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And, as for the strictures imposed on women during menstruation, I think they were yet another set of rules, invented by us blokes to establish more dominance.
Try living in Afghanistan or Iraq and see what it looks like for women over there! I can think of few societies in which the men work harder or longer hours (including running the home) than women - whether you're talking hunter-gatherers or modern day Britain.You mention the Mother in law as having power - a little and very localised, possibly. That was only a way of getting more out of the subserviant women of the household.
If you choose to view Women's condition from the standpoint of the men who are 'justifying' it then you will see it from that perspective.
I think you are distancing yourself from the main issue of male dominance and just quoting a potted social history. Historians are well known for avoiding making judgements in case they 'cloud the issue'.
And 'issues' have a place.Imagine waking up in Afghanistan tomorrow morning. Would you rather wake up as a man or as a woman?That's my point.And, if you were a woman, tomorrow, you probably wouldn't be allowed to post a reply.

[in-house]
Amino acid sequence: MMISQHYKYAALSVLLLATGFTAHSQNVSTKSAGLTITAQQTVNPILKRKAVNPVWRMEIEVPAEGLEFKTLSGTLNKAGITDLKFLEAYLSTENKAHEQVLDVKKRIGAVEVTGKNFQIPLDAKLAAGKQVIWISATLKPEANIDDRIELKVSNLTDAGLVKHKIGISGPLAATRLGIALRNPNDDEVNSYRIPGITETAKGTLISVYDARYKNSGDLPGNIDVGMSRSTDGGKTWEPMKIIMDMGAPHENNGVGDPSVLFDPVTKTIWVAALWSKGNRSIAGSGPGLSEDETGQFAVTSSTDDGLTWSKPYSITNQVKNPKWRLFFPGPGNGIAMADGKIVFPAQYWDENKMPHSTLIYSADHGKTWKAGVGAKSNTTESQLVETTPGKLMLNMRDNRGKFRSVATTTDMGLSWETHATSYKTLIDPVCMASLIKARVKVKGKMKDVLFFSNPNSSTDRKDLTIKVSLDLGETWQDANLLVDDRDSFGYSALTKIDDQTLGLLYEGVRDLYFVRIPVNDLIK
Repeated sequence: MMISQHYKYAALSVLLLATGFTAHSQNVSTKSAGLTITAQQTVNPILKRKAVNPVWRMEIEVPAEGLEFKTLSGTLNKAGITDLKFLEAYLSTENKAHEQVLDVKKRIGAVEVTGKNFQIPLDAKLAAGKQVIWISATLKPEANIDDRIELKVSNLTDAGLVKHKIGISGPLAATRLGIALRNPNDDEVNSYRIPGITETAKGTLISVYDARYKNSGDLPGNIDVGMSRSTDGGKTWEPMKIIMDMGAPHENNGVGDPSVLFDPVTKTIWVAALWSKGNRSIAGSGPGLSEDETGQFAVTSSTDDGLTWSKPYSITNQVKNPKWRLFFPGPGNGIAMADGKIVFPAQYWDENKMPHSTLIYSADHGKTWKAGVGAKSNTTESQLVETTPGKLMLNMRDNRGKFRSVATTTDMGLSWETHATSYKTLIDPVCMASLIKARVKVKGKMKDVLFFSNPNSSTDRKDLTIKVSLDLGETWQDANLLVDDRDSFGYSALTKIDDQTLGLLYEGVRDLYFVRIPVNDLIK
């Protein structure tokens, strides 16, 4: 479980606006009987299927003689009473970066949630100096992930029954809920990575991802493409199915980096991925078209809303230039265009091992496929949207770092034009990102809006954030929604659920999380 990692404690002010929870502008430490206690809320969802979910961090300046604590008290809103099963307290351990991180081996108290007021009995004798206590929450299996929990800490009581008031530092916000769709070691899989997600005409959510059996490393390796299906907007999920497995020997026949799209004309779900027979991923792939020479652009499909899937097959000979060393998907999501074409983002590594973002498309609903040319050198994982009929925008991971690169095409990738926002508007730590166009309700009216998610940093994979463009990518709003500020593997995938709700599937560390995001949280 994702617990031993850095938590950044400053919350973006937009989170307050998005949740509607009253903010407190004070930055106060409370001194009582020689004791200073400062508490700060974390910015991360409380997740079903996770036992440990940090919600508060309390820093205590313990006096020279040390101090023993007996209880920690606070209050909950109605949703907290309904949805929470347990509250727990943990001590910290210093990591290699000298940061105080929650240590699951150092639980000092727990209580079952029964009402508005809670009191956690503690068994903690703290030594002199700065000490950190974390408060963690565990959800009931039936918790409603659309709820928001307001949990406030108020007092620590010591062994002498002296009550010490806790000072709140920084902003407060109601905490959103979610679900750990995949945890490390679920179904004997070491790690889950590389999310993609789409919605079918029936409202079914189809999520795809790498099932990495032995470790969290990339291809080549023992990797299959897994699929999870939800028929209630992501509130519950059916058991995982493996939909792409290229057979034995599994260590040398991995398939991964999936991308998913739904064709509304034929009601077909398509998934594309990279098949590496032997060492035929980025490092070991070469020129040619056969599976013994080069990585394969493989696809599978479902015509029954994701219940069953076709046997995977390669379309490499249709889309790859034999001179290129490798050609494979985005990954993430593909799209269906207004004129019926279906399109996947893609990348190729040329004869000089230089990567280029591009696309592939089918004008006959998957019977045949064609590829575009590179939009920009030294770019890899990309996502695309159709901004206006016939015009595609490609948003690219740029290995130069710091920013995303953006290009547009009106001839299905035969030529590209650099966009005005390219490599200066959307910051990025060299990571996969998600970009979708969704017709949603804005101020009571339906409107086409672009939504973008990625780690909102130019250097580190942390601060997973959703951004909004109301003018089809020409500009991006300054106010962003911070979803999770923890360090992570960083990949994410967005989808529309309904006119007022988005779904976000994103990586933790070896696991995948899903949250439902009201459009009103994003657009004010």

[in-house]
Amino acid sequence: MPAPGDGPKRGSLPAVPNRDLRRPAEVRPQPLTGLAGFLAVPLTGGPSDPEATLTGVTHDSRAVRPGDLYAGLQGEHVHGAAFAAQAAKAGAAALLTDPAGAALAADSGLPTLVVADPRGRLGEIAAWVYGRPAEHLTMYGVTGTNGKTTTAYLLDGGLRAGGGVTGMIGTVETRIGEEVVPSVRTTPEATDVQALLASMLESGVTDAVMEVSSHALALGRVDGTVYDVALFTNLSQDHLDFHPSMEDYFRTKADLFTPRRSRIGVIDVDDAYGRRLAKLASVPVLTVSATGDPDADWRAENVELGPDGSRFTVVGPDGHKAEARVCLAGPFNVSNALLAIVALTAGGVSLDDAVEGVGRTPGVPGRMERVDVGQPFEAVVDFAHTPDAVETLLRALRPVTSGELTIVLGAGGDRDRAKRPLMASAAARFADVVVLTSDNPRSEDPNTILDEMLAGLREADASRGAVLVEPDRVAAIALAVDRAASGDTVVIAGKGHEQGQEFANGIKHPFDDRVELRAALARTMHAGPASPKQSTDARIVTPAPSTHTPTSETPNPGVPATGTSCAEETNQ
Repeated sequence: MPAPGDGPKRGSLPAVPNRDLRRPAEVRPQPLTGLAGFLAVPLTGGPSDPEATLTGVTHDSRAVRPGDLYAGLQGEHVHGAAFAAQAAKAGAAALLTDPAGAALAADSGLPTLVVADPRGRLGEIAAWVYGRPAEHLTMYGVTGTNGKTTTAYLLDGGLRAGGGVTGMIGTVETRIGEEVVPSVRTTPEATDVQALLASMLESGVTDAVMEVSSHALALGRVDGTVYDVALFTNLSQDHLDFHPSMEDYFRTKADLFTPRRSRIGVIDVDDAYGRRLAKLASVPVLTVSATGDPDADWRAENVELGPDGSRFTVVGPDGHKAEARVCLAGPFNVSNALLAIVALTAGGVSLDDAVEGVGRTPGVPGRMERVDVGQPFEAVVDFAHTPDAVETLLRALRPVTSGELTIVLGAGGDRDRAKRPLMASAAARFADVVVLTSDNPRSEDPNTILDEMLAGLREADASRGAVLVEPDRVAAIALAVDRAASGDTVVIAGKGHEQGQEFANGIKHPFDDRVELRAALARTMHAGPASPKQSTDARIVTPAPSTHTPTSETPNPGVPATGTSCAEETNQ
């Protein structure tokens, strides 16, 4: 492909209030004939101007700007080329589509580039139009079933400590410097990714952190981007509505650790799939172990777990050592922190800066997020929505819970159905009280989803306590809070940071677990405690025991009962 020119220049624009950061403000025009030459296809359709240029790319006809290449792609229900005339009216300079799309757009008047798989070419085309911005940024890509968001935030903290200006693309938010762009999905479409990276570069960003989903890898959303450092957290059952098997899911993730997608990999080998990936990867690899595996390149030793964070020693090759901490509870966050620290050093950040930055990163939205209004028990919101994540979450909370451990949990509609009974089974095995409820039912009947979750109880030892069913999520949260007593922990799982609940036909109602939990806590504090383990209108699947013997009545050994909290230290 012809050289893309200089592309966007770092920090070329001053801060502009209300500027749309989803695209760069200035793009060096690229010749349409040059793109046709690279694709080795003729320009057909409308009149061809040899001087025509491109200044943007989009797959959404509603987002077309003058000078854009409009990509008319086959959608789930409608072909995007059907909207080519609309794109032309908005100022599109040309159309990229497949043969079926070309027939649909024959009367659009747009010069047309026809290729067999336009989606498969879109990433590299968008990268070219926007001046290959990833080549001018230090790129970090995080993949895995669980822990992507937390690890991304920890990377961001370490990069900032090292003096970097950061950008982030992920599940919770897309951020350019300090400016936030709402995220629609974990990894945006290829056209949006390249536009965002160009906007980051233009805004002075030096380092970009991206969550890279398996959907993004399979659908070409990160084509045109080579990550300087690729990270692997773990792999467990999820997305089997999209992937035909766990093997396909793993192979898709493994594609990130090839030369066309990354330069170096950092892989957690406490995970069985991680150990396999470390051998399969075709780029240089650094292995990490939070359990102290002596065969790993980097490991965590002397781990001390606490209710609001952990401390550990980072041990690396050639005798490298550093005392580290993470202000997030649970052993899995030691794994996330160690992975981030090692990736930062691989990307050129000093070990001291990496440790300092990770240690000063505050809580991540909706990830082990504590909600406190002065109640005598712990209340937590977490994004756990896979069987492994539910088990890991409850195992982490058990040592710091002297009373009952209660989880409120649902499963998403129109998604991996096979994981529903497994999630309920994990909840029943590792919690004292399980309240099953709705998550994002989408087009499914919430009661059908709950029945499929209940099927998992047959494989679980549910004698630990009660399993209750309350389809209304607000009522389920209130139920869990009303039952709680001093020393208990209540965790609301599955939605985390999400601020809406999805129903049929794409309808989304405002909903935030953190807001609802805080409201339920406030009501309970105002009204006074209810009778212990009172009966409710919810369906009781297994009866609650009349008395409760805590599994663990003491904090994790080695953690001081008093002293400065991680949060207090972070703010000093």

you did not ask there what the women's reason for creating the rules might be,
It is rather a rosy view if you believe that the average Afghan man has any substantial power.
But the real problem in Afghanistan is the struggle between what is seen as foreign influence, . . . an artificial concept, defined by what it is against rather than what it is for) versus outside influence.
And would be driven round the bend by one who couldn't keep up with my thought processes
Quoteyou did not ask there what the women's reason for creating the rules might be,That presupposes that everyone, to whom rules apply, has a say in making the rules. There are many instances to the contrary.
QuoteIt is rather a rosy view if you believe that the average Afghan man has any substantial power.Everything is relative. He can certainly beat his wife as much as he wants!
QuoteBut the real problem in Afghanistan is the struggle between what is seen as foreign influence, . . . an artificial concept, defined by what it is against rather than what it is for) versus outside influence.Are you implying that everything would be hunky dory for women in Afghanistan if it weren't for the fact they have been at war for a long time?
There really aren't any societies that have not been affected by war, in any case.